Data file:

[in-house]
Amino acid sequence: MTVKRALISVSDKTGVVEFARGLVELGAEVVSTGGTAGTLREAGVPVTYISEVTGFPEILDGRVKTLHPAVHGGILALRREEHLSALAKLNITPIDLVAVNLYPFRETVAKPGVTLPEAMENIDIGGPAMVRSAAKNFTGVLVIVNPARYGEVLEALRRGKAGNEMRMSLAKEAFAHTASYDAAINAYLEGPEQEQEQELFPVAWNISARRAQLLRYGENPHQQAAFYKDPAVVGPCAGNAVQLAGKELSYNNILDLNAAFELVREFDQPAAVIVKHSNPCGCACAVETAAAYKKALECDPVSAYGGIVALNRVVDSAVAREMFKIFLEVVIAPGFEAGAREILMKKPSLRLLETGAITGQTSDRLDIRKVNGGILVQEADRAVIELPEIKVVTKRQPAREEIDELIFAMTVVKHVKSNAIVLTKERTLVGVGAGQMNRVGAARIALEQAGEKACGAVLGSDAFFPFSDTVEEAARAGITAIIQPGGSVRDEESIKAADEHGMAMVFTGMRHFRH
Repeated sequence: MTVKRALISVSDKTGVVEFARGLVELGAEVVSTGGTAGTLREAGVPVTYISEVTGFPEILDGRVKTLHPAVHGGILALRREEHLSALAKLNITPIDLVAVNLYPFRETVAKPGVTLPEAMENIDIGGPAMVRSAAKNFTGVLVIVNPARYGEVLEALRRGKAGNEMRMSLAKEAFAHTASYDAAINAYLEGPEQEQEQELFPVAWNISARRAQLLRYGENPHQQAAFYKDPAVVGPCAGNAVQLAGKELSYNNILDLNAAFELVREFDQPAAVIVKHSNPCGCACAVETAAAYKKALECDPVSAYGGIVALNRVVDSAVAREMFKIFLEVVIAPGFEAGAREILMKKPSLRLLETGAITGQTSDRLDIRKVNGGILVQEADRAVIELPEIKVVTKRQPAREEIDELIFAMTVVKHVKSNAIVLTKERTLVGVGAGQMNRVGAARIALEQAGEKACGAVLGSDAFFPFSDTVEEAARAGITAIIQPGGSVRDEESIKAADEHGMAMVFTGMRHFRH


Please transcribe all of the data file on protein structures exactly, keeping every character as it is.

[in-house]
Amino acid sequence: MTVKRALISVSDKTGVVEFARGLVELGAEVVSTGGTAGTLREAGVPVTYISEVTGFPEILDGRVKTLHPAVHGGILALRREEHLSALAKLNITPIDLVAVNLYPFRETVAKPGVTLPEAMENIDIGGPAMVRSAAKNFTGVLVIVNPARYGEVLEALRRGKAGNEMRMSLAKEAFAHTASYDAAINAYLEGPEQEQEQELFPVAWNISARRAQLLRYGENPHQQAAFYKDPAVVGPCAGNAVQLAGKELSYNNILDLNAAFELVREFDQPAAVIVKHSNPCGCACAVETAAAYKKALECDPVSAYGGIVALNRVVDSAVAREMFKIFLEVVIAPGFEAGAREILMKKPSLRLLETGAITGQTSDRLDIRKVNGGILVQEADRAVIELPEIKVVTKRQPAREEIDELIFAMTVVKHVKSNAIVLTKERTLVGVGAGQMNRVGAARIALEQAGEKACGAVLGSDAFFPFSDTVEEAARAGITAIIQPGGSVRDEESIKAADEHGMAMVFTGMRHFRH
Repeated sequence: MTVKRALISVSDKTGVVEFARGLVELGAEVVSTGGTAGTLREAGVPVTYISEVTGFPEILDGRVKTLHPAVHGGILALRREEHLSALAKLNITPIDLVAVNLYPFRETVAKPGVTLPEAMENIDIGGPAMVRSAAKNFTGVLVIVNPARYGEVLEALRRGKAGNEMRMSLAKEAFAHTASYDAAINAYLEGPEQEQEQELFPVAWNISARRAQLLRYGENPHQQAAFYKDPAVVGPCAGNAVQLAGKELSYNNILDLNAAFELVREFDQPAAVIVKHSNPCGCACAVETAAAYKKALECDPVSAYGGIVALNRVVDSAVAREMFKIFLEVVIAPGFEAGAREILMKKPSLRLLETGAITGQTSDRLDIRKVNGGILVQEADRAVIELPEIKVVTKRQPAREEIDELIFAMTVVKHVKSNAIVLTKERTLVGVGAGQMNRVGAARIALEQAGEKACGAVLGSDAFFPFSDTVEEAARAGITAIIQPGGSVRDEESIKAADEHGMAMVFTGMRHFRH